China's science spending is rising fast and on track to meet a 2010 target to spend 2% of its gross domestic product (GDP) on research and development, according to a report released this week. But development represents the lion's share of the overall R&D budget and is growing more rapidly than basic and applied research.
Last year, China's total R&D spending reached 580 billion yuan ($85 billion), or 1.7% of GDP. Measured by current-price yuan (not taking inflation into account), R&D spending has increased 23% per year on average since 2000, according to a survey of R&D resources led by the National Bureau of Statistics in Beijing. The survey was carried out to help the Chinese government prepare for the next 5-year economic development plan and to monitor the implementation of the country's mid-to-long-term science and technology plan for 2006-2020.
In 2009, basic and applied research spending constituted 4.7% and 12.6% of total R&D expenditure, dropping from 2000 levels of 5.2% and 17%, respectively. In 2009, the country invested 27 billion yuan ($4 billion) in basic research and 73 billion yuan ($10.7 billion) in applied research.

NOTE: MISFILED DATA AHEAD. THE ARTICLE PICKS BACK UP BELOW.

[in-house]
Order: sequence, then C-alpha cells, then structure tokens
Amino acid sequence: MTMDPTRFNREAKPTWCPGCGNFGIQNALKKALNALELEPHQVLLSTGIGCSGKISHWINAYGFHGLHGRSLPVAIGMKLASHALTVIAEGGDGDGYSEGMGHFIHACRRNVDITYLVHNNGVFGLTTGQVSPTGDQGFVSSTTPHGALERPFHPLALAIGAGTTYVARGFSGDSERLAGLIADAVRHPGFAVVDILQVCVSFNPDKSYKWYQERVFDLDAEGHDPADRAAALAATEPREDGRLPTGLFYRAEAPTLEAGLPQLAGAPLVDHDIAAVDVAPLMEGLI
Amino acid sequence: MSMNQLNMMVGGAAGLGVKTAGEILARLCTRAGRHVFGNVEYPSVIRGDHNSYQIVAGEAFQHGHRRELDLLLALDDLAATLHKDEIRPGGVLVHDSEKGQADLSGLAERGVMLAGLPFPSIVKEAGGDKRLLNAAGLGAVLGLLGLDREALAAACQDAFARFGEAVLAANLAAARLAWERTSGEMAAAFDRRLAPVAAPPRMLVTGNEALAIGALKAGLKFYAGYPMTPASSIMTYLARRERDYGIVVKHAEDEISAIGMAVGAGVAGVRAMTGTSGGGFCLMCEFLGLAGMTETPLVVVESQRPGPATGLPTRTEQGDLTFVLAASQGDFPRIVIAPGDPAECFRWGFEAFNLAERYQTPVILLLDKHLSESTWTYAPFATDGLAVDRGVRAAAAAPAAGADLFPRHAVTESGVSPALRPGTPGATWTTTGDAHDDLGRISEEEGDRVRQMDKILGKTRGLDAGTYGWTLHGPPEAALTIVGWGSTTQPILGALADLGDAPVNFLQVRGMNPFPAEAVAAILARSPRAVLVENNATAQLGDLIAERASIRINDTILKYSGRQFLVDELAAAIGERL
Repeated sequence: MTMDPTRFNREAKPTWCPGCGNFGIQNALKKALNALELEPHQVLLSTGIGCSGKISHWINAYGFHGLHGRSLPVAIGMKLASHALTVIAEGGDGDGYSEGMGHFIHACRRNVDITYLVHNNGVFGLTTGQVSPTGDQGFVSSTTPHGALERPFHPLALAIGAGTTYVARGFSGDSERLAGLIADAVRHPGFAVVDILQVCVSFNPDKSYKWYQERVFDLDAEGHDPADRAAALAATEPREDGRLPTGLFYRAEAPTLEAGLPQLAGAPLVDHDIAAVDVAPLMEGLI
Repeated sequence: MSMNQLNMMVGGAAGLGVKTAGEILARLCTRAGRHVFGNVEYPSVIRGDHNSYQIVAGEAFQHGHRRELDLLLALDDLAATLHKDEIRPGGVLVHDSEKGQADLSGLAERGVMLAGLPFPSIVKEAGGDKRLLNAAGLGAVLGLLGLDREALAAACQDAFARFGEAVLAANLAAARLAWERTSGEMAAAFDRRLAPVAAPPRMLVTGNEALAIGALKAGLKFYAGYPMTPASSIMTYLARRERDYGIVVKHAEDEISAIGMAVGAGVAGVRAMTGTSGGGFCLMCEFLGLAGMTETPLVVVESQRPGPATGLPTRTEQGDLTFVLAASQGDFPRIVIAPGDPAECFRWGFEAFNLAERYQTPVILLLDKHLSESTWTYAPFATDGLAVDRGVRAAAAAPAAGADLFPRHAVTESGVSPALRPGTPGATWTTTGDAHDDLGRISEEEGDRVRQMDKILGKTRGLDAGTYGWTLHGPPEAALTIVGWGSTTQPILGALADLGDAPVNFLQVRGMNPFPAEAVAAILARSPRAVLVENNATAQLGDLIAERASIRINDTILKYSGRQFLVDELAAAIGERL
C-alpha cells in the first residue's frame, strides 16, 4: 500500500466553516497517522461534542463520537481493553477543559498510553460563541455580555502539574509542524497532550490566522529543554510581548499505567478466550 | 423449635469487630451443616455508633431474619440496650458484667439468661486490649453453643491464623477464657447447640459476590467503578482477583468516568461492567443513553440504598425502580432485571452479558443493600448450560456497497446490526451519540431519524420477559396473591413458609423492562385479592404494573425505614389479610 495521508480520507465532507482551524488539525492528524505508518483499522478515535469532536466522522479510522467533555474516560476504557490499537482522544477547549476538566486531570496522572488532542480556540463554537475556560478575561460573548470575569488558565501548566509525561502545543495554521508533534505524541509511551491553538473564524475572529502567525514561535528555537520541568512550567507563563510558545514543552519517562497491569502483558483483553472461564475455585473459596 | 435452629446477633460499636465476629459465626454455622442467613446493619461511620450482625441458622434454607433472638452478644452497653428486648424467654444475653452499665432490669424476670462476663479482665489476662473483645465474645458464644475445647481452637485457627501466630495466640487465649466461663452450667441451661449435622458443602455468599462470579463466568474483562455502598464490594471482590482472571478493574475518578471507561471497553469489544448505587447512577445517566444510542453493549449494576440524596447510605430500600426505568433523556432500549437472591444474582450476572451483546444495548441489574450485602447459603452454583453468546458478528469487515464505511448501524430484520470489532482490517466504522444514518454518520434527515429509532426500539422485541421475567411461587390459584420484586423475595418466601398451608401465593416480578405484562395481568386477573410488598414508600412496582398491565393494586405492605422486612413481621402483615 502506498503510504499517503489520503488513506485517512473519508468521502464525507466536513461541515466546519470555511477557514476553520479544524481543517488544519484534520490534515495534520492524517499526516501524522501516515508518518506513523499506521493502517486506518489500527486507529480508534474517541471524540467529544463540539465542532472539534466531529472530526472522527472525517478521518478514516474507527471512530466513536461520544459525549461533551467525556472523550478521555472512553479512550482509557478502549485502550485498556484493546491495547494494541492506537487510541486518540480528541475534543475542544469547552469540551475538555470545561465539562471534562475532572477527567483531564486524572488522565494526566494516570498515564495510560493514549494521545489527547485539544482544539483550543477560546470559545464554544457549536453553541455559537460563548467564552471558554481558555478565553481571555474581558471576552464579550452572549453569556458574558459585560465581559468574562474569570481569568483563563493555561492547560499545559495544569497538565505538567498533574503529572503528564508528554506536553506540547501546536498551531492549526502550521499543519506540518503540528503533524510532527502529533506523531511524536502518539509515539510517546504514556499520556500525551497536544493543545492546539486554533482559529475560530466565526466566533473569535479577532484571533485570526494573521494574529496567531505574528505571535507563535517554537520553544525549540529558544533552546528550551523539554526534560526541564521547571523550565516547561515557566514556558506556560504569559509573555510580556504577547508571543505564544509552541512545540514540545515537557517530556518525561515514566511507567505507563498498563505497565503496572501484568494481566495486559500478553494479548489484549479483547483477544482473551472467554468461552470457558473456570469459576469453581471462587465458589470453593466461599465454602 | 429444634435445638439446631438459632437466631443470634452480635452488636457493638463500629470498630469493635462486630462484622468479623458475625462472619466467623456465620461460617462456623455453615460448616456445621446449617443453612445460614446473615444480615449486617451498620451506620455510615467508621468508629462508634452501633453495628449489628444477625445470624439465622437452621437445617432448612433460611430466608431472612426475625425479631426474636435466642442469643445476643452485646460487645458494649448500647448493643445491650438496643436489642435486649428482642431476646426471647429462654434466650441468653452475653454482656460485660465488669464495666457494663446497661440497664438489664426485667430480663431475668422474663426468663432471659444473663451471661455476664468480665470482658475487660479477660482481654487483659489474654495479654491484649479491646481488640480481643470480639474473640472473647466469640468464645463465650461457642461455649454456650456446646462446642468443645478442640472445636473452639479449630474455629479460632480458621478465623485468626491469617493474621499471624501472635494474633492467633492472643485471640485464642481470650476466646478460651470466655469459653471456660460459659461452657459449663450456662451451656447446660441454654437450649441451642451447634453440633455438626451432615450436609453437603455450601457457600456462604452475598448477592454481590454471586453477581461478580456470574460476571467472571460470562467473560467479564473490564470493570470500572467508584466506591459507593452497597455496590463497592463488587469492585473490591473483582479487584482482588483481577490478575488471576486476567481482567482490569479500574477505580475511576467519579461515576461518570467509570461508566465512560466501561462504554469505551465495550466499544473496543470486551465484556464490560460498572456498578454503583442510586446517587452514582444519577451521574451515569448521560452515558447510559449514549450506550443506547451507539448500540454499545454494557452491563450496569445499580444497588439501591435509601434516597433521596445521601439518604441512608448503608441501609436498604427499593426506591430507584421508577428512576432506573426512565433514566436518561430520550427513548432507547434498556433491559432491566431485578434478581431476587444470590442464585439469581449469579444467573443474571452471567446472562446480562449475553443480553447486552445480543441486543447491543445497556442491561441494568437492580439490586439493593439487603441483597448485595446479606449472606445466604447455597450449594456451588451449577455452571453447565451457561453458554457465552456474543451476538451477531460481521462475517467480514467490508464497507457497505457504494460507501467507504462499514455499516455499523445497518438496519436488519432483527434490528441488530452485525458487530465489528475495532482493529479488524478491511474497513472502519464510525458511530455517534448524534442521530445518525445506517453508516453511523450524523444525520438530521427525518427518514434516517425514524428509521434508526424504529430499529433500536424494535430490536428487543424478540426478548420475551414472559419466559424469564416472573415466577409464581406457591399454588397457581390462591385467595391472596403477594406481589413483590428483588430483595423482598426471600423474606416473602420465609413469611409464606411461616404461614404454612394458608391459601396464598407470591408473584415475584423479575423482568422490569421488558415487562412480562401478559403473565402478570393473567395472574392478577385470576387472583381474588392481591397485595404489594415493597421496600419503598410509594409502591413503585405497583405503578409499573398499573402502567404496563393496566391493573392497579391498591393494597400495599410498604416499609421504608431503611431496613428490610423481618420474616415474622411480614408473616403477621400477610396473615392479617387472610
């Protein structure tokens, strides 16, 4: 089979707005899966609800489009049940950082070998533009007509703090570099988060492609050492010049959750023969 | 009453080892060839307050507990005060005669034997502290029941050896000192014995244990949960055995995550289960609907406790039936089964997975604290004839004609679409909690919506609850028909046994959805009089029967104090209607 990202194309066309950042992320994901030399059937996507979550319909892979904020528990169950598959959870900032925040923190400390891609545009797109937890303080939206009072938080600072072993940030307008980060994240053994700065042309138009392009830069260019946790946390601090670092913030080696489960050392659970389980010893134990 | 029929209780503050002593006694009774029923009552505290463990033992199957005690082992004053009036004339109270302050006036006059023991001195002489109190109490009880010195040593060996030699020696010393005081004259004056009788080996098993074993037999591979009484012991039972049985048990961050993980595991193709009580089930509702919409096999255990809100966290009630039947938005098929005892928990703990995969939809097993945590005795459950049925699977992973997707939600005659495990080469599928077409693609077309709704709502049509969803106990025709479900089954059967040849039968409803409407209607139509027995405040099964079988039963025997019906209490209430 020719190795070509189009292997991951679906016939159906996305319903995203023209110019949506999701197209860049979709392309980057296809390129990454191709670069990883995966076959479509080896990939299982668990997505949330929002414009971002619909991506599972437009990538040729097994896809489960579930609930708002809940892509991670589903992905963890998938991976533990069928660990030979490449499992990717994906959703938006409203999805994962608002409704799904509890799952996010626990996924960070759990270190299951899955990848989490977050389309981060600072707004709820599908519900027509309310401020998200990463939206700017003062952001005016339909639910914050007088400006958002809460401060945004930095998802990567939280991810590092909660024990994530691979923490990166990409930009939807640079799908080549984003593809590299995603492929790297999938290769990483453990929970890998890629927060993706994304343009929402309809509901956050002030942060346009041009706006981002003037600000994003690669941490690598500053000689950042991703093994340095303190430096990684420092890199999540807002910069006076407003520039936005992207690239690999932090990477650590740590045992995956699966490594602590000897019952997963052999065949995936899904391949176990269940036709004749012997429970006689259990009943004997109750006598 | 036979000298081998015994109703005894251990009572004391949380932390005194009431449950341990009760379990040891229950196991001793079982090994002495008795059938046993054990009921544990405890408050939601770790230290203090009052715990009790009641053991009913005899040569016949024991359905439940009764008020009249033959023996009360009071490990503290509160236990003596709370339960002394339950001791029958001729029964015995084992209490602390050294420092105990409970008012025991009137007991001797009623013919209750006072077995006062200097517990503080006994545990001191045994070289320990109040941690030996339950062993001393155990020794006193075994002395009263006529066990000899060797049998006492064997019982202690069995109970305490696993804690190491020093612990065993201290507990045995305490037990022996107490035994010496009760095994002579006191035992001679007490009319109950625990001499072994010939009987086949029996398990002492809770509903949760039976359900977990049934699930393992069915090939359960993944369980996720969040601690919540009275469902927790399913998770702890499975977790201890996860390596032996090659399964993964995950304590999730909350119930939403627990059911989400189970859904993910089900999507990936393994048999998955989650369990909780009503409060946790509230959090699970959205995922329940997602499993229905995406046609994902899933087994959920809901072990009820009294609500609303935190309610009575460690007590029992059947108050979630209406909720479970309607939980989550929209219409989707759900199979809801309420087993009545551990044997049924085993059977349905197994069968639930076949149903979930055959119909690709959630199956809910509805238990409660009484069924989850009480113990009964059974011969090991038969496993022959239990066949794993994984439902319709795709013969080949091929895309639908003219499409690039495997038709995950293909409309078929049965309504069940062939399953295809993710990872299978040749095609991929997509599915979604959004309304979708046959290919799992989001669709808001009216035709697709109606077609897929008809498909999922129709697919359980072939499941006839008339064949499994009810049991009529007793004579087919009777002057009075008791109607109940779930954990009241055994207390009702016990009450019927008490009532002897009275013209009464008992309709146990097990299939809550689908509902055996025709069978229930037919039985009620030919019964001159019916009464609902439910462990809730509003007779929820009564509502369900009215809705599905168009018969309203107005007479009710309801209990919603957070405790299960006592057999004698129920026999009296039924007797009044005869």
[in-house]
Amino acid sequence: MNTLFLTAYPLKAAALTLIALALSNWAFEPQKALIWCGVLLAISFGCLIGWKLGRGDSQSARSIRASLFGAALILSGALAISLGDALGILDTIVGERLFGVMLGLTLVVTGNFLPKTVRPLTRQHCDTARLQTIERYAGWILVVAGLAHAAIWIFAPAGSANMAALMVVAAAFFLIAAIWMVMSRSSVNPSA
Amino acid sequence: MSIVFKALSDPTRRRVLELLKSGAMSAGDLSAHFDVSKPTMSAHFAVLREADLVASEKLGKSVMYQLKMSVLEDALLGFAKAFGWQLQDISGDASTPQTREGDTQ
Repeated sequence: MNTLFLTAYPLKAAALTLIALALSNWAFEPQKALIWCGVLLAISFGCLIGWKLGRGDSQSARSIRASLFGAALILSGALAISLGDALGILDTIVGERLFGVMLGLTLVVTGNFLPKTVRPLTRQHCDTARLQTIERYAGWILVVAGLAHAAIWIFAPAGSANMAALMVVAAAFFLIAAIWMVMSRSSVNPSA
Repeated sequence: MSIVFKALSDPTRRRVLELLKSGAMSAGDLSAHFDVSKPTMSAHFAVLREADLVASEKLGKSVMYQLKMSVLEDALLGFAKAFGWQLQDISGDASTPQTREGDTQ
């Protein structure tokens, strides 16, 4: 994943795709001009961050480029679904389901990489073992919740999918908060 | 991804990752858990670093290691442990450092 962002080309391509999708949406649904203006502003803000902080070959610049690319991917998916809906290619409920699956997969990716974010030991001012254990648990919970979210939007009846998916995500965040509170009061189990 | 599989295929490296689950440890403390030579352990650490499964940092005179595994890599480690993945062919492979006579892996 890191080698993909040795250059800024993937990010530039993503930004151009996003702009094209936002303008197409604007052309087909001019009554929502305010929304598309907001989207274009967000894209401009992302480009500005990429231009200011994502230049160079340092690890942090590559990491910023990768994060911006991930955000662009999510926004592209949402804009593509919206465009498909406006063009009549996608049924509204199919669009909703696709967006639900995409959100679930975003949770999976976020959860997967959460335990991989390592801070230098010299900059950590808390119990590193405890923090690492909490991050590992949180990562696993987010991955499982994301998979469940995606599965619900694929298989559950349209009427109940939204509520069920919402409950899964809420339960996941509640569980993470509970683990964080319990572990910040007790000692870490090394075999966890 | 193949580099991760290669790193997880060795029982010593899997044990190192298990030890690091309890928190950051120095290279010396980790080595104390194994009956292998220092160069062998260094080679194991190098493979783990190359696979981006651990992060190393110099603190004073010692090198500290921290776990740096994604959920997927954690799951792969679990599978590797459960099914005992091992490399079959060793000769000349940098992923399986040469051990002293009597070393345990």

The government has pledged to beef up the proportion of spending going into basic research. The 15-year S&T plan sets basic research spending at
15% of total R&D expenditure by 2020. According to the report,
China's weakness in basic research hinders innovation.
*This article has been corrected 3:00 p.m., 1 December. A phrase stating that basic research spending should be about 10% of GDP by 2010 in order for it to be 15% by 2020 has been removed.